What is Rare Disease Day?
This year's Rare Disease Day is being celebrated on Tuesday, February 28, 2017 and it marks the tenth year that Rare Disease Day has been celebrated. On this day, thousands of organizations from around the world will hold awareness-raising activities centered on the theme of raising awareness for rare disease research.
The main objective of Rare Disease Day is to raise awareness of the need for more rare disease in the general public as well as to policy makers, public authorities, industry representatives, researchers, health professionals and anyone who has a genuine interest in rare diseases.
Learn more about Rare Disease Day.
Rare Disease Day Events
Rare Disease day is celebrated at thousands of events around the world. Click below to find an event local to you.
Veristat will be celebrating in our headquarters state of Massachusetts at the Boston Rare Disease Day 2017 event. This year's event titled Rare Disease Day 2017: Patient Involvement in Research is sponsored by MassBio, The MGH Center for Rare Neurologic Diseases, The MGH Frontotemporal Disorders Unit, member companies, patient groups, patients and legislators. Event details include:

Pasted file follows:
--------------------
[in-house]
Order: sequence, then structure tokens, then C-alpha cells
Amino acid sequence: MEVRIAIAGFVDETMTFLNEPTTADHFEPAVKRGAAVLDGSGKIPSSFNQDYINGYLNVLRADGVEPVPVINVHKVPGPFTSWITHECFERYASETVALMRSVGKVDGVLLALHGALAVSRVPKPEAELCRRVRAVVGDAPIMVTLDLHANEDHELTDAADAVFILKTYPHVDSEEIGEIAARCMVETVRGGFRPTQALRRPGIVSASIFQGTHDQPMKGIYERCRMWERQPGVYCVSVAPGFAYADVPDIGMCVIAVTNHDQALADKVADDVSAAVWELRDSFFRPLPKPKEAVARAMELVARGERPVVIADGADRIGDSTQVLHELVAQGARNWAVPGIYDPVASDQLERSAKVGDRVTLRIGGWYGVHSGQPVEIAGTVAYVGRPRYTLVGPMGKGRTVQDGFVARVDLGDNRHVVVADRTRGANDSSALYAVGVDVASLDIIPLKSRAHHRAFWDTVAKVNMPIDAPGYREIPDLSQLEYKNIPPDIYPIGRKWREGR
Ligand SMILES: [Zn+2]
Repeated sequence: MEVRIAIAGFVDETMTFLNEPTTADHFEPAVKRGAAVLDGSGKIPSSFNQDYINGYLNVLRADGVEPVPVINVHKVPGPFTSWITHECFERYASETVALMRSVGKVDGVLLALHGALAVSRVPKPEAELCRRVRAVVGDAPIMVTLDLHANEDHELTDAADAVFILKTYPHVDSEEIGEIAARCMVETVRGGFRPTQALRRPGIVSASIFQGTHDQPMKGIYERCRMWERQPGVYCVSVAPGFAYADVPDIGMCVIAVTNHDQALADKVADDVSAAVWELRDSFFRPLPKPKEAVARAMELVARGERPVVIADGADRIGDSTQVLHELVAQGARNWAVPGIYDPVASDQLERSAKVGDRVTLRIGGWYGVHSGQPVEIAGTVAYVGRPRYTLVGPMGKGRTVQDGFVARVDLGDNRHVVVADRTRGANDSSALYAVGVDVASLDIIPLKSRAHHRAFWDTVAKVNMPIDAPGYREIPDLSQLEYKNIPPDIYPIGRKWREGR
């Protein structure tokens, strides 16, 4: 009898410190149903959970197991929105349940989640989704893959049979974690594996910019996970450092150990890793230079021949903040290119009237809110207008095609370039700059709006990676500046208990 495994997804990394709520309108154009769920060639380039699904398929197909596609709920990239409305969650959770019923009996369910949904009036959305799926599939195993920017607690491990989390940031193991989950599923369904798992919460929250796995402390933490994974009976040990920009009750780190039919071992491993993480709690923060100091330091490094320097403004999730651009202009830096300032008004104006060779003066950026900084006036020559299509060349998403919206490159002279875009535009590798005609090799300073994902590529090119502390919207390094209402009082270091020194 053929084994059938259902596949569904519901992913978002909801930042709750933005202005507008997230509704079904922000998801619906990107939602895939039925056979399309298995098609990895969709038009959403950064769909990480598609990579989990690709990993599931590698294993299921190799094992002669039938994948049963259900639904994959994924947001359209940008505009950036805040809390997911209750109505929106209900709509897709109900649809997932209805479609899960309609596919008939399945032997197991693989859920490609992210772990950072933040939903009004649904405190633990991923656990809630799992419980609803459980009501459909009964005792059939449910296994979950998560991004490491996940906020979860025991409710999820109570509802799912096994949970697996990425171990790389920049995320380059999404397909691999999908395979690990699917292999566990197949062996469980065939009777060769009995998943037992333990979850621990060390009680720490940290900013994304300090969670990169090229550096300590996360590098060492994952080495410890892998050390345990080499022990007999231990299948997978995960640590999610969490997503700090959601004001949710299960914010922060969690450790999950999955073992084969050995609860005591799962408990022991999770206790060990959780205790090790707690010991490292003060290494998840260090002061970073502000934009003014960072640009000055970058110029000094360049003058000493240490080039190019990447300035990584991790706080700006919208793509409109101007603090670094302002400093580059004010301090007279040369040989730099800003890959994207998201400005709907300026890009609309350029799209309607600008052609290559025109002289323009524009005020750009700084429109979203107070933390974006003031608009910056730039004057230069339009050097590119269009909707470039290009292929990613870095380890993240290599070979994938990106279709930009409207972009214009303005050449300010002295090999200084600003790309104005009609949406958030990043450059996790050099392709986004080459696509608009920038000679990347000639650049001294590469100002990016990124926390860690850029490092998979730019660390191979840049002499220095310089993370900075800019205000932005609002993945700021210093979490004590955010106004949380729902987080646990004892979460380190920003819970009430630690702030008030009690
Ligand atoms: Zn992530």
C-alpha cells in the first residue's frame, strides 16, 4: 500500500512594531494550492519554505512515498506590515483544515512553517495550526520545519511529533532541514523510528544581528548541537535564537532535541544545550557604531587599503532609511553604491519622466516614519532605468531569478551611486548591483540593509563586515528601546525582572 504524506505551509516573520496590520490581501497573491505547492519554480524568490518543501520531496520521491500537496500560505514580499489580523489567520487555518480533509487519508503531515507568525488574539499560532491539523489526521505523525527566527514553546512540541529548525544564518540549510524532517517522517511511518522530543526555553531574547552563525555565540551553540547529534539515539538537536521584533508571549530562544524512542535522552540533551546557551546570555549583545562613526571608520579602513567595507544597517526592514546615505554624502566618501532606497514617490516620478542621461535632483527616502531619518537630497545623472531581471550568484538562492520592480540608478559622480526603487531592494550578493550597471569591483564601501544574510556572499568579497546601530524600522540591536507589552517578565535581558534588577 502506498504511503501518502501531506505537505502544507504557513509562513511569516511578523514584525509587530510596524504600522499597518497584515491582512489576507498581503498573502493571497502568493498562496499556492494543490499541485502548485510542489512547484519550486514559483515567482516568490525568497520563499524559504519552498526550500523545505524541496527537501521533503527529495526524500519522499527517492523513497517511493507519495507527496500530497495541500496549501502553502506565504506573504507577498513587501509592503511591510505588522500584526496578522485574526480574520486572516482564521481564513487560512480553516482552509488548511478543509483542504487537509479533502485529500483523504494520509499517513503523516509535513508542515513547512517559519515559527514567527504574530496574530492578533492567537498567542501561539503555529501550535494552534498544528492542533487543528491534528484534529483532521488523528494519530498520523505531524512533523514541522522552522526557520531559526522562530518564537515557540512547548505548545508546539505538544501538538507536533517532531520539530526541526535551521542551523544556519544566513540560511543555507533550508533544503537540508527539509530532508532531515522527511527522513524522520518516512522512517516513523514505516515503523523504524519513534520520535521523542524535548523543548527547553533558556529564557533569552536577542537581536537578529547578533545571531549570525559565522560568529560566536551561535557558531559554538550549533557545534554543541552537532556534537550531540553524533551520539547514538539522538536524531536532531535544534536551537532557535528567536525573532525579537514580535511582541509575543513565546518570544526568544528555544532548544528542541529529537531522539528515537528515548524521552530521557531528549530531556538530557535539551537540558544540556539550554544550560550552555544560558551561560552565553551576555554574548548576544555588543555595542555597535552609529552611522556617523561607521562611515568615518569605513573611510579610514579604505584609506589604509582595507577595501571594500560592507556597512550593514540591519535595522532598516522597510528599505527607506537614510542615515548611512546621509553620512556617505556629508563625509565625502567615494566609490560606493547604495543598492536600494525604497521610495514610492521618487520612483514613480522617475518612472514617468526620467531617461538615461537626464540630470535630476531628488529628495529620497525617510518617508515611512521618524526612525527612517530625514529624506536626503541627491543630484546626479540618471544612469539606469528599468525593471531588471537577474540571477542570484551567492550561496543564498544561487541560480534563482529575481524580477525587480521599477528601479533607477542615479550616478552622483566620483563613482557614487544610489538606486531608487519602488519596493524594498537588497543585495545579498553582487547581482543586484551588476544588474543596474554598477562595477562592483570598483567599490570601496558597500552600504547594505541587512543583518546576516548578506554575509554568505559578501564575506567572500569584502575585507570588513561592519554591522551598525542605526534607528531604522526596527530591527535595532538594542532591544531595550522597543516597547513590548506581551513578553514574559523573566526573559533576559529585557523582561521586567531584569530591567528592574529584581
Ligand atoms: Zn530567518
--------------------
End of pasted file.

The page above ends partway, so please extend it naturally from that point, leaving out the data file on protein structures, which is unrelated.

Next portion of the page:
February 28, 2017 from 11:00 AM - 12:00 PM
Massachusetts State House, Great Hall
24 Beacon Street, Boston MA US 02133
To learn more or register to attend this event, visit the Mass Bio event page at :
How Veristat Fights Rare Disease
Veristat is passionate about helping clients accelerate their rare disease therapies for unmet medical needs through the clinical development and regulatory approval process. With over 350 million rare disease sufferers worldwide today, the urgency for more treatments is paramount. Veristat is proud to have worked on over 215 rare disease treatments so far! Learn more about our rare disease experience.
Throughout the calendar year, Veristat supports numerous organizations who raise money for rare disease research. One such cause is Cycle for Survival. Earlier this month, Veristat employees raised over $25,000 to support rare cancer research. Learn more.